Russia just opened a massive cathedral in honour of its armed forces
- Russia has just opened a massive cathedral in honour of its military, a major project favoured by President Vladimir Putin.
- The cathedral serves the Russian Orthodox faith. Its military connection is no coincidence.
- Putin has made the glorification of the military a major part of his appeal to Russian voters throughout his 20-year leadership.
- The opening of the cathedral overlaps with a referendum that could see Putin remain as president until 2036.
- When the project was announced, Russia's defense minister promised the steps would be poured from "German trophy hardware" - rumoured to be a reference to melted-down Nazi tanks.
- The building is filled with symbolism in honour of Russia's military history - but also caused controversy with a planned mosaic of Putin that was ultimately canceled.
- For more stories go to www.BusinessInsider.co.za.
Russia has just built a huge cathedral in honour of its military to commemorate 75 years since the end of WWII.
Its full title in English is: The Resurrection of Christ Cathedral, the main Russian Orthodox Cathedral of Russian Armed Forces.
The cathedral is about 34 miles (54 km) west of Moscow in a complex called Patriot Park.
Each of its four chapels is dedicated to a different patron saint of the branches of the Russian armed forces - the aerospace forces, the missile forces, the navy and the land army.
Source: Cathedral website.
It was built in just under 600 days, but was slightly delayed due to the coronavirus pandemic.
It was supposed to be consecrated on May 9, which is Victory Day in Russia, but due to the coronavirus this was rescheduled to June 14, according to Radio Free Europe.
The building is said to have cost $82 million (R1.4 billion). The cathedral says around half of this came from donations.
The church's website says the $43 million (R744 million) came from public donations.
According to the independent news outlet Znak.com, another $42.5 million (R736 million) came from Moscow public funds.
The cathedral was consecrated on June 14 with a large-scale military and religious ceremony.
Masks and social distancing were markedly absent, as was the case at Russia's massive military parade on Victory Day in central Moscow.
The cathedral serves the Russian Orthodox faith, the most widespread religion in the country.
Here is an interior view of the construction work inside the cathedral.
Patriarch Kirill — the Russian Orthodox Church's supreme leader — led the consecration.
Here's another scene from the consecration, featuring a massive mosaic of the Virgin Mary and child.
This is an important project for Putin, who visited on June 22 — three days before Russians set out to vote on major constitutional reforms that will likely consolidate his power.
When he announced the project in September 2018, Putin said it would be "one more symbol of the indestructibility of our national traditions, of our loyalty to the memory of our forefathers and their achievements," according to The Times of London.
Over his 20 years as either Prime Minister or President of the Russian Federation, he has long glorified the military.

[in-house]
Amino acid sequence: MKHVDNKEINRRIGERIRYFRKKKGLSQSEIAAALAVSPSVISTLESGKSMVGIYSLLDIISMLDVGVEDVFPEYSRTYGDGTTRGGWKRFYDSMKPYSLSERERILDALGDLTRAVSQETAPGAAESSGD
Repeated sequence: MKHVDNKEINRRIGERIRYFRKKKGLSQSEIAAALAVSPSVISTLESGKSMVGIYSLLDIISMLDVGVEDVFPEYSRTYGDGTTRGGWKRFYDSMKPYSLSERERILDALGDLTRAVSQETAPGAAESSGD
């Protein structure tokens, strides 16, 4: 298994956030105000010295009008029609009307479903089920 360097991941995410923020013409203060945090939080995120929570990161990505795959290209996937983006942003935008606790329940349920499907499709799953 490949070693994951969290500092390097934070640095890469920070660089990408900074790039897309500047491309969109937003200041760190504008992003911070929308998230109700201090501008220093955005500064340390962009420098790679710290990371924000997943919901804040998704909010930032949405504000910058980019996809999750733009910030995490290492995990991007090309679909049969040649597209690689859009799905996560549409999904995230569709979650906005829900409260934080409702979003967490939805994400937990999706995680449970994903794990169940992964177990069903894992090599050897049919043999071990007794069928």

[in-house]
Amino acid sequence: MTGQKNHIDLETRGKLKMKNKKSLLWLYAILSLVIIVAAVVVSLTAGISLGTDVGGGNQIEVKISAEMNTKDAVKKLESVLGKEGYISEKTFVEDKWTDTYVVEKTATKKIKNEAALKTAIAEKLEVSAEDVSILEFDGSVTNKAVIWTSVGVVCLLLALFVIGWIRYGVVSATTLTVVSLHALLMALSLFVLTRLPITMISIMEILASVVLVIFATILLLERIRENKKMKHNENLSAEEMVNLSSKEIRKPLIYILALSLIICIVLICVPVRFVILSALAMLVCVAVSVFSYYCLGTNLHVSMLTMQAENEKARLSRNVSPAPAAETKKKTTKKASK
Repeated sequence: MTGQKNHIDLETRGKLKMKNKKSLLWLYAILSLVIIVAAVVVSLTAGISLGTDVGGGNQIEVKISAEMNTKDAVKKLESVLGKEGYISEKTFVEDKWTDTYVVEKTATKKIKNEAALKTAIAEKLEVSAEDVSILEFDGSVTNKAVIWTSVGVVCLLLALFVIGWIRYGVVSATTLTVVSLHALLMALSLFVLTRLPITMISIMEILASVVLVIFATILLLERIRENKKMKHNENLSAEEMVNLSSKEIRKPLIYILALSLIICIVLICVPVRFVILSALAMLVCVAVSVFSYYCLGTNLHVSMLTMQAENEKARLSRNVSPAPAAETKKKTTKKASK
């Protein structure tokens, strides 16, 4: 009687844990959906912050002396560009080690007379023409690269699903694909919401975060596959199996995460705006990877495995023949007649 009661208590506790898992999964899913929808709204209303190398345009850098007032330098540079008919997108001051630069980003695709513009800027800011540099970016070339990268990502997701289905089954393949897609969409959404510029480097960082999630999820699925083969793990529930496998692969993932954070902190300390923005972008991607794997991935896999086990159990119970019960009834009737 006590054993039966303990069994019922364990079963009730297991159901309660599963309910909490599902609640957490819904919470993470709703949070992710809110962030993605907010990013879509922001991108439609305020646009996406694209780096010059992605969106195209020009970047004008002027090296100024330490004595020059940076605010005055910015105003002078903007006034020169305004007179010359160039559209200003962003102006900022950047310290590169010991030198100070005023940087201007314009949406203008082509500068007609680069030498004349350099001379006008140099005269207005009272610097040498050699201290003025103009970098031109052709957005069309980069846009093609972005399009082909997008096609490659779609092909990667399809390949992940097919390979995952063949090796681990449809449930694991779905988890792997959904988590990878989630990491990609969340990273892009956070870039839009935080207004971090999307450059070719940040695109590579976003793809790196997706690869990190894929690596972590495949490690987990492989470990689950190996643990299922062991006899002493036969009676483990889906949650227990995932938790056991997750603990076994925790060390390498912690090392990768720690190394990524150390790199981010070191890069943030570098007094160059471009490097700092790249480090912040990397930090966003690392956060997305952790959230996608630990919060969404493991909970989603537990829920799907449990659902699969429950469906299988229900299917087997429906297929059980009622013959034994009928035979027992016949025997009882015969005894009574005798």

The constitutional reforms could potentially see Putin remain leader until 2036.
The proposed reforms would limit a president's rule to a total of two six-year terms (Putin is currently on his fourth).
However, it would also "reset the clock" on Putin's own rule, the BBC reported, potentially giving him another 12 years beyond the end of his current term in 2024.
The final day of voting will be July 1.
Some religious figures have condemned the mixing of religion and military.
Critics such as Andrey Kuraev, a former high-ranking clergyman who was expelled from the church, told Al-Jazeera that the cathedral was built to glorify a secular "cult of victory."
It's not the only controversy around the cathedral.
The cathedral became mired in controversy in late April when pictures emerged of a mosaic depicting Putin himself adorning the walls.
- The mosaic showed Putin alongside defence minister Sergei Shoigu and other top officials.
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Another part of the mosaic showed a group of women with the words "Crimea is ours" above them, according to the Independent.
This was in reference to the Russia's annexation of the Crimean peninsula of Ukraine in 2014.
The Orthodox church defended the mosaic as depicting one of many historical scenes, but ultimately it was cancelled.
A church official said on May 1 that the mosaic was ditched at to Putin's request, according to The Guardian.
A Kremlin spokesperson said: "Someday our thankful descendants will appreciate our merits, but it's too early to do so now," the paper reported.
The massive cathedral still has numerous symbolic features glorifying Russian history.
The main arch is 19.45 meters wide, according to Al Jazeera - marking 1945, the final year of World War II.
On the left is Defense Minister Sergei Shoigu at the consecration. When the project was announced in 2018, he said the steps would be made from "German trophy hardware," according to The Times.
This has been widely reported as having been made from Nazi tanks. The BBC dubbed it a "Game of Thrones" cathedral, in reference to the series' Iron Throne made of the swords of defeated enemies.
Metals feature heavily throughout the building's construction, such these doors.
Here is a worker helping to install intricate ornamentation to be hung from the ceiling during the cathedral's construction.
This mosaic of Christ's face, shown here during construction, is known as the Savior-Not-Made-By-Hands. It adorns the entire underside of the cathedral's biggest dome.
Other lavish decorations appear throughout.
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